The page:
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African grey parrot (Psittacus erithacus)

African Grey Parrot (Psittacus erithacus): also known as the grey parrot is an old world parrot in the family Psittacidae and a native to Central and West Africa characterized by its distinctive scalloped grey Plumage. Habitants of African grey parrots are frequently moist lowland forests and commonly observed in the mangroves, wooded savannahs, forest edges, cultivated areas, gardens and gallery forests.  The species is a native to African countries such as Uganda, Ghana Kenya, Somalia, Nigeria Liberia Tanzania and many others. They make their nests in tree holes and at times choose locations abandoned by birds such as woodpeckers and they often visit open lands next to woodlands in order to roost in trees over water and may prefer roosting on islands in rivers. The African grey parrot’s ability to talk and mimic sounds and phrases makes this medium-sized parrot a captivating companion. It can also understand human speech and a well-trained one can learn hundreds of words, phrases and sounds, which has helped to catapult this species to stardom in research circles and the pet trade.

Physical description

As its name suggests, the African grey parrot is a mottled grey colored bird and at first glance, the species is a medium-sized, dusty-looking grey bird almost pigeon-like. The pennage of the species has various shades of grey with very distinctive red vent and tail feathers and solid black beaks, they have bare white face patches and at times bright, normally pale, silvery eyes and the greatest portion is light grey. Some grey parrots are partially or completely red and both sexes appear similar however females have a pale grey crown with dark grey edges, a grey body and scarlet tail feathers. The juveniles’ coloration is similar to that of the adults but typically their eyes are dark grey to lack in comparison to the yellow irises around dark pupils of the adult birds and their under tail coverts are tinged with grey. Many of the grey contour feathers are edged with white, giving them a smooth, lacy appearance and at a certain degree, they tend to be sexually dimorphic. One can differentiate the sex of these birds once the birds reach which is nearly 18 months of age, here the male parrot’s tail remains solid red while a female’s tail becomes red but tipped with silver. The underparts of the male’s wings become dark, while for the female’s remain light. Furthermore sex can be differentiated according to the size where males have a more slender and narrower head while the females have got longer necks with larger and rounder heads.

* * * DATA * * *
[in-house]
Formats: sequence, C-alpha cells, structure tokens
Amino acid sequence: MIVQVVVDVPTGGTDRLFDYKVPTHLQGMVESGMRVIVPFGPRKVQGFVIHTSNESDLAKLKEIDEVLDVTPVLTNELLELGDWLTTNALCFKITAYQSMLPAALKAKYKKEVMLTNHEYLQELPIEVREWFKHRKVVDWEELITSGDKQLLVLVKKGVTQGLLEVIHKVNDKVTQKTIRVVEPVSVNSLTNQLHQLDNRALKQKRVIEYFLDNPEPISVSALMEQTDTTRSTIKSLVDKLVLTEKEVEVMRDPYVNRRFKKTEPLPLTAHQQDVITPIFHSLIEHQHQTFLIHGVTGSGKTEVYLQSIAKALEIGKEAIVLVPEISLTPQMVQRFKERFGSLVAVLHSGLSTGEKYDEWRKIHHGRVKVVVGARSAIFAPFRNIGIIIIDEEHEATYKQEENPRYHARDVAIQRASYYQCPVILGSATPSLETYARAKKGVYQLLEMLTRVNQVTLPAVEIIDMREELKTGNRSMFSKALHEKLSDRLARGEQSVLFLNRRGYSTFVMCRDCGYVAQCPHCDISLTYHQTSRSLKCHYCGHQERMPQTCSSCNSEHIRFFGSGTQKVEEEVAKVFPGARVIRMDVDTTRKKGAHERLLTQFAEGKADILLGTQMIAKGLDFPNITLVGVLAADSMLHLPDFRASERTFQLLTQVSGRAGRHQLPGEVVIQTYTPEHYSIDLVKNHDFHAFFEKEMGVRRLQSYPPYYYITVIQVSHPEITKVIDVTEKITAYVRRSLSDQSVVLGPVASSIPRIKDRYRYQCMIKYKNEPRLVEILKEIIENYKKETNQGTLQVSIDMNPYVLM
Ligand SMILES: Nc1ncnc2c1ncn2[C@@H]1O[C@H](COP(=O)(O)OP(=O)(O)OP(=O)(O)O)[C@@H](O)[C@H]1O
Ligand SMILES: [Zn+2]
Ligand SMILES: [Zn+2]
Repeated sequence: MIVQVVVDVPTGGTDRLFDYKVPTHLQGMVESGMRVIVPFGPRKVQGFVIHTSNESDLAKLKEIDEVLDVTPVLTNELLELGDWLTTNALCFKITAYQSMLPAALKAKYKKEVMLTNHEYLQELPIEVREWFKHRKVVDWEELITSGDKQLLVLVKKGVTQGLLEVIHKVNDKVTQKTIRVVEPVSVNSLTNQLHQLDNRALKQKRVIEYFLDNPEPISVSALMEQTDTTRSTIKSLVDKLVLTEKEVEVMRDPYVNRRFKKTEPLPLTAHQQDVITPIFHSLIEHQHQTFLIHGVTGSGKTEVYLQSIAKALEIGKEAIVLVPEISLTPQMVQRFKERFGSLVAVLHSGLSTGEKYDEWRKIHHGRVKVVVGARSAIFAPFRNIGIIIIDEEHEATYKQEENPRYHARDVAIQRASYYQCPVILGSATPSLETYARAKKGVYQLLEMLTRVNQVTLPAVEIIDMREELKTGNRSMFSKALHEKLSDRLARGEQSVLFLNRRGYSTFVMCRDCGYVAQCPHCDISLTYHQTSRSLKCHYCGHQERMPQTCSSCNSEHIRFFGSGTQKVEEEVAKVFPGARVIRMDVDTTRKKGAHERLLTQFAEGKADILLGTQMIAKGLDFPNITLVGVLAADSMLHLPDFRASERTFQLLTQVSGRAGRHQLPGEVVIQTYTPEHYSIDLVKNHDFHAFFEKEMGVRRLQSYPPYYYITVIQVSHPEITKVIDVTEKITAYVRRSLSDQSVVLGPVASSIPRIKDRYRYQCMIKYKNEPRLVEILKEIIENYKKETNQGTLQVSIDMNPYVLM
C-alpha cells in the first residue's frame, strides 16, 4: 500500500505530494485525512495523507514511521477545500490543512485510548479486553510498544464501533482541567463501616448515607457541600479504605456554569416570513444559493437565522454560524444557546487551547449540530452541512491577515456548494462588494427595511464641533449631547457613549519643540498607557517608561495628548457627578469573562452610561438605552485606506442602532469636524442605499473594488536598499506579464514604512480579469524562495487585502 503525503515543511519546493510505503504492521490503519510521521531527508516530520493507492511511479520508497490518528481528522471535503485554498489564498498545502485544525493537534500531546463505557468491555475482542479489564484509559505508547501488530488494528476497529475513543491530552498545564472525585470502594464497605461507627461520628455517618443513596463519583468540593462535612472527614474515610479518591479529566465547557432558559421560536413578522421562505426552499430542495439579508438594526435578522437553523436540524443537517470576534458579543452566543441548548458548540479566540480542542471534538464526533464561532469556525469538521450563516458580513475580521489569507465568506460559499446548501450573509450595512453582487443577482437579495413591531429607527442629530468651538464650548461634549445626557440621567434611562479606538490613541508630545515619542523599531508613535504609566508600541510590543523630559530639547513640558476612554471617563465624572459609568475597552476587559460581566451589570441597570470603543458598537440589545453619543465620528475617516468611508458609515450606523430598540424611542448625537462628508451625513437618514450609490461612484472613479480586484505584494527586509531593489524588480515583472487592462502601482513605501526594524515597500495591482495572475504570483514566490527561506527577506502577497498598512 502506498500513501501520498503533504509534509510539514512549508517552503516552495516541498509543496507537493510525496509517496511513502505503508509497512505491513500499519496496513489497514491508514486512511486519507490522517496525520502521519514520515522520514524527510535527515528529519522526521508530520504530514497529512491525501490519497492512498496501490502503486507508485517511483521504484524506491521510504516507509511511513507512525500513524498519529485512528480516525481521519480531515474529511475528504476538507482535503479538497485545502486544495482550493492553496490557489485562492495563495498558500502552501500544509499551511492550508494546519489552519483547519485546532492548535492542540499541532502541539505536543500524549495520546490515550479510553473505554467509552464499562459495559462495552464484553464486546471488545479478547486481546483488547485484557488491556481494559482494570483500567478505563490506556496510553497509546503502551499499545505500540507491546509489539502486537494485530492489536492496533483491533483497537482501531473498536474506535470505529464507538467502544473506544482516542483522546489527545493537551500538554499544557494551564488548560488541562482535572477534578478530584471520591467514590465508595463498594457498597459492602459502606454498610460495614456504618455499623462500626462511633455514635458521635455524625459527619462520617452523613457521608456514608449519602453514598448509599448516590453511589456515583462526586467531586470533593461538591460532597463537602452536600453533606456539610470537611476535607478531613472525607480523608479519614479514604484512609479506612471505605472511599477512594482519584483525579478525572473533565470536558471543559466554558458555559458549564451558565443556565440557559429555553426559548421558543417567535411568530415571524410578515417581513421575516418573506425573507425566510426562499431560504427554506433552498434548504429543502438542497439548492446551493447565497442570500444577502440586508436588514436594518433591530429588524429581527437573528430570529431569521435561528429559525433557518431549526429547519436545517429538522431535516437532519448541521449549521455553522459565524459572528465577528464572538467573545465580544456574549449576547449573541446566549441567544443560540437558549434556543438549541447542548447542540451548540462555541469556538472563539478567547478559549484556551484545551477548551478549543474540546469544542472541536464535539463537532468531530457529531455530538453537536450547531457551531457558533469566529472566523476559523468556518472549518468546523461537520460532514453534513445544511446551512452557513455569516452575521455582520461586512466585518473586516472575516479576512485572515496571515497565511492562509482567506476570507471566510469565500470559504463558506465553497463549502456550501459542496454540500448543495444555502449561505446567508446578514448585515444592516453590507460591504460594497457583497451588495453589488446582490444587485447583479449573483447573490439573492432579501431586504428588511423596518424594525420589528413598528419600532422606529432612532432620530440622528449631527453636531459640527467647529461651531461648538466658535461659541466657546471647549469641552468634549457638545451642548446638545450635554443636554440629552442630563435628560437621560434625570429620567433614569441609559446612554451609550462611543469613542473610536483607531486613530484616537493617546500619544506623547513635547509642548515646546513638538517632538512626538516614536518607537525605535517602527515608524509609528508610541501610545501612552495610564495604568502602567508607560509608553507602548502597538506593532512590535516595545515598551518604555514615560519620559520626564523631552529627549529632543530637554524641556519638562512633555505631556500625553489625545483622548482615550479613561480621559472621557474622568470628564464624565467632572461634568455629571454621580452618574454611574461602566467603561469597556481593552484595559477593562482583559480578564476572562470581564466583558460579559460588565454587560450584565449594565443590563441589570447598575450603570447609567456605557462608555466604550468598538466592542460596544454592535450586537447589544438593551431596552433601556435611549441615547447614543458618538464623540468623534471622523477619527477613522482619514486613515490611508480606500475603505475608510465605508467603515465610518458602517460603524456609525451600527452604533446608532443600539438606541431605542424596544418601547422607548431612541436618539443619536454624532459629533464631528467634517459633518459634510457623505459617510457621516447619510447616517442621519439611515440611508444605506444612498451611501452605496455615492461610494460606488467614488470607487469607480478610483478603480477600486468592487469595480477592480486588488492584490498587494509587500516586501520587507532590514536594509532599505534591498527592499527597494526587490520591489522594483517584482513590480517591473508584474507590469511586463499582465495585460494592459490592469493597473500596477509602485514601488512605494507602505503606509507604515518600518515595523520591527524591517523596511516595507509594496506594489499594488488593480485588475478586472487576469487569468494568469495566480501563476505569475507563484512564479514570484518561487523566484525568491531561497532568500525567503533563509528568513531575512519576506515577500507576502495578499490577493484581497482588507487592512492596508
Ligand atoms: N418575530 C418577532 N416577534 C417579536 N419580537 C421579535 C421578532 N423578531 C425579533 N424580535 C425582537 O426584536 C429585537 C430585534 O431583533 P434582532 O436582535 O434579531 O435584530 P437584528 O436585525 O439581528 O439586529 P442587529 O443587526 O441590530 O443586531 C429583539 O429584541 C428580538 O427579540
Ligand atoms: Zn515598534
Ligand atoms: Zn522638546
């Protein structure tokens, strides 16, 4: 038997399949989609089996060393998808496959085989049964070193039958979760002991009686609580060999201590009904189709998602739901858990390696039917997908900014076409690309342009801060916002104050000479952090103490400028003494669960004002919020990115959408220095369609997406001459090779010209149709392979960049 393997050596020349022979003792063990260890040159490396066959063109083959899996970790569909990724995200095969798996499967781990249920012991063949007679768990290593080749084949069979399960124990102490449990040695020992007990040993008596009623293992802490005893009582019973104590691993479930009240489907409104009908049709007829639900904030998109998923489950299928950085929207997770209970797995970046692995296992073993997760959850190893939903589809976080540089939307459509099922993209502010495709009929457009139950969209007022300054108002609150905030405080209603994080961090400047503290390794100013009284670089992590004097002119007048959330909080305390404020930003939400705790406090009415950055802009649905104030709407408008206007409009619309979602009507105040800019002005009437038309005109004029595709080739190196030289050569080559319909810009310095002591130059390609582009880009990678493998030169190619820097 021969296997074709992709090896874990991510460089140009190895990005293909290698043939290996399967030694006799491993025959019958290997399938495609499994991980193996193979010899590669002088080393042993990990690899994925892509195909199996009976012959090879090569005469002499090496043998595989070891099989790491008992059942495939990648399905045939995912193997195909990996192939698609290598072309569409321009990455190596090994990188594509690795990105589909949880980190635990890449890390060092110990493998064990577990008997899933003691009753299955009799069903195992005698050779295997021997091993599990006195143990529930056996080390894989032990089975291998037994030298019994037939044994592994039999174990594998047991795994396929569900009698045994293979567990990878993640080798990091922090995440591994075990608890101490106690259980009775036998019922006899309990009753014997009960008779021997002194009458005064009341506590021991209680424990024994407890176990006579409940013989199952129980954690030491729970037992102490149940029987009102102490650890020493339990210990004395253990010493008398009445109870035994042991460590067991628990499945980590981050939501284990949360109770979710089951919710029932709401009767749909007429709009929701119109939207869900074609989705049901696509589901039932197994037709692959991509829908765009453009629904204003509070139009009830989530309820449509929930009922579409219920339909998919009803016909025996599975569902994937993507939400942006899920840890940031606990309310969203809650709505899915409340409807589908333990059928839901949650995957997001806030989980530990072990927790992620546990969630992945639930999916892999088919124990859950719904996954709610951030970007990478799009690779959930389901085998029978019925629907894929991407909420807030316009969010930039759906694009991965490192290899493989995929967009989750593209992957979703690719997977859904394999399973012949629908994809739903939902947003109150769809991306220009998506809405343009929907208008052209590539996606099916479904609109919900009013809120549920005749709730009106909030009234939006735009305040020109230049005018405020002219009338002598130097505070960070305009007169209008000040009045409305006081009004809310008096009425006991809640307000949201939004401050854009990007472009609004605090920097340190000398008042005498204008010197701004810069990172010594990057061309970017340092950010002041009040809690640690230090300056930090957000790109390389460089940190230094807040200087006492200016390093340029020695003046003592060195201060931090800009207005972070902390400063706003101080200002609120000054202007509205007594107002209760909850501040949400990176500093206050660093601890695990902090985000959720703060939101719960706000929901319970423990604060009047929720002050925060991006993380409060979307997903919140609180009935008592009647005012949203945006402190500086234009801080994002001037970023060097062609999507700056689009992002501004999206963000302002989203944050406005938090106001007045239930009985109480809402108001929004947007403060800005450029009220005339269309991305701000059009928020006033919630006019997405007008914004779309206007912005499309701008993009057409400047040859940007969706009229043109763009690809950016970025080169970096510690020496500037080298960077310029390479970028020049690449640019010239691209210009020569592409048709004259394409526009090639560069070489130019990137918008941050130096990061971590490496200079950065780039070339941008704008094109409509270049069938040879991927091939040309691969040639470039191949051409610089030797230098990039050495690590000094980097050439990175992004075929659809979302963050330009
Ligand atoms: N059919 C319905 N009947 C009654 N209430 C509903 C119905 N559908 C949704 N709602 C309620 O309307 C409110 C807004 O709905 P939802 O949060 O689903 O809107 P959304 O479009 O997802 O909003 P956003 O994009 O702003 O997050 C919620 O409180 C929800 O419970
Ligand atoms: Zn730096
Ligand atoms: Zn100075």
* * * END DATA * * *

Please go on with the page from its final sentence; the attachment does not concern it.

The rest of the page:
Fact: African grey parrots are prized for its ability to mimic human speech consequently, they are very popular as pets and generally kept by as humans companions.